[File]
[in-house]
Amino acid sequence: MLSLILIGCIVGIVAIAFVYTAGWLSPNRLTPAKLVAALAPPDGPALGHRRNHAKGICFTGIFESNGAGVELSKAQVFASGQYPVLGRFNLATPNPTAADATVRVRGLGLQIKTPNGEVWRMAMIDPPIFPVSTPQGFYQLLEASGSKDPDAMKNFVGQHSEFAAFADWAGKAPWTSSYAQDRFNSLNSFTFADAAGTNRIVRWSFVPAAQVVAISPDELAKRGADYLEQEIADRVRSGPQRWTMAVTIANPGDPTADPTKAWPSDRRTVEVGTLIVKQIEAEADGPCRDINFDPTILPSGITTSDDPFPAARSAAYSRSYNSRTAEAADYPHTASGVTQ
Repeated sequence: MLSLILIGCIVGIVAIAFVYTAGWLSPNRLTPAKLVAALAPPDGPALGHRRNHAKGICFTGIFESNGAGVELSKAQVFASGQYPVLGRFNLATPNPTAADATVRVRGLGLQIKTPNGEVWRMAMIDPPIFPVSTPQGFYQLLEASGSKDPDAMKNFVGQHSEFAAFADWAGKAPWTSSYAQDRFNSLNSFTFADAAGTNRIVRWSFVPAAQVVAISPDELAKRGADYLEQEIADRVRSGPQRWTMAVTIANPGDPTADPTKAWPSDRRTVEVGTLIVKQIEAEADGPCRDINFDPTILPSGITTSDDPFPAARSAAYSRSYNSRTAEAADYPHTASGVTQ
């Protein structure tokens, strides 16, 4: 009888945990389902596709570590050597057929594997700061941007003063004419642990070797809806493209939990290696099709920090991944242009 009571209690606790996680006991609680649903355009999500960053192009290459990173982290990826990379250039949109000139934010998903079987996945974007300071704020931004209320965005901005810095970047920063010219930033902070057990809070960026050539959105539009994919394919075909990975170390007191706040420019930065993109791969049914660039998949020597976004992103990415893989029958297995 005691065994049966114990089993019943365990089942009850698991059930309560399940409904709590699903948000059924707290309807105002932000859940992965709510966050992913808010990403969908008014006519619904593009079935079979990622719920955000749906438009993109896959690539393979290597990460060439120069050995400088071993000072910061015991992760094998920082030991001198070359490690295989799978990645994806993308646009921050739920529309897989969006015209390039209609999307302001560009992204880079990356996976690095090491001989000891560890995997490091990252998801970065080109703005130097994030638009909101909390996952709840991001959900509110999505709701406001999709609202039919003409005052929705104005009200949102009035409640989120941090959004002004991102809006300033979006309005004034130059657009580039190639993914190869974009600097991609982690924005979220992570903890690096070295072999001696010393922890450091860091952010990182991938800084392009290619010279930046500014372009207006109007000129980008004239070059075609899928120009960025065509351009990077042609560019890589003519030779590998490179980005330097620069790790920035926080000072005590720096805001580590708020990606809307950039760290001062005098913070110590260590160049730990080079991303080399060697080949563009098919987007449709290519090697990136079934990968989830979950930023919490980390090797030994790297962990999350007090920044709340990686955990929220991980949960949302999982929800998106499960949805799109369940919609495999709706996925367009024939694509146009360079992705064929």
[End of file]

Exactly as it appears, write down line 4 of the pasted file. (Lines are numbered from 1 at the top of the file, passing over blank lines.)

């Protein structure tokens, strides 16, 4: 009888945990389902596709570590050597057929594997700061941007003063004419642990070797809806493209939990290696099709920090991944242009 009571209690606790996680006991609680649903355009999500960053192009290459990173982290990826990379250039949109000139934010998903079987996945974007300071704020931004209320965005901005810095970047920063010219930033902070057990809070960026050539959105539009994919394919075909990975170390007191706040420019930065993109791969049914660039998949020597976004992103990415893989029958297995 005691065994049966114990089993019943365990089942009850698991059930309560399940409904709590699903948000059924707290309807105002932000859940992965709510966050992913808010990403969908008014006519619904593009079935079979990622719920955000749906438009993109896959690539393979290597990460060439120069050995400088071993000072910061015991992760094998920082030991001198070359490690295989799978990645994806993308646009921050739920529309897989969006015209390039209609999307302001560009992204880079990356996976690095090491001989000891560890995997490091990252998801970065080109703005130097994030638009909101909390996952709840991001959900509110999505709701406001999709609202039919003409005052929705104005009200949102009035409640989120941090959004002004991102809006300033979006309005004034130059657009580039190639993914190869974009600097991609982690924005979220992570903890690096070295072999001696010393922890450091860091952010990182991938800084392009290619010279930046500014372009207006109007000129980008004239070059075609899928120009960025065509351009990077042609560019890589003519030779590998490179980005330097620069790790920035926080000072005590720096805001580590708020990606809307950039760290001062005098913070110590260590160049730990080079991303080399060697080949563009098919987007449709290519090697990136079934990968989830979950930023919490980390090797030994790297962990999350007090920044709340990686955990929220991980949960949302999982929800998106499960949805799109369940919609495999709706996925367009024939694509146009360079992705064929």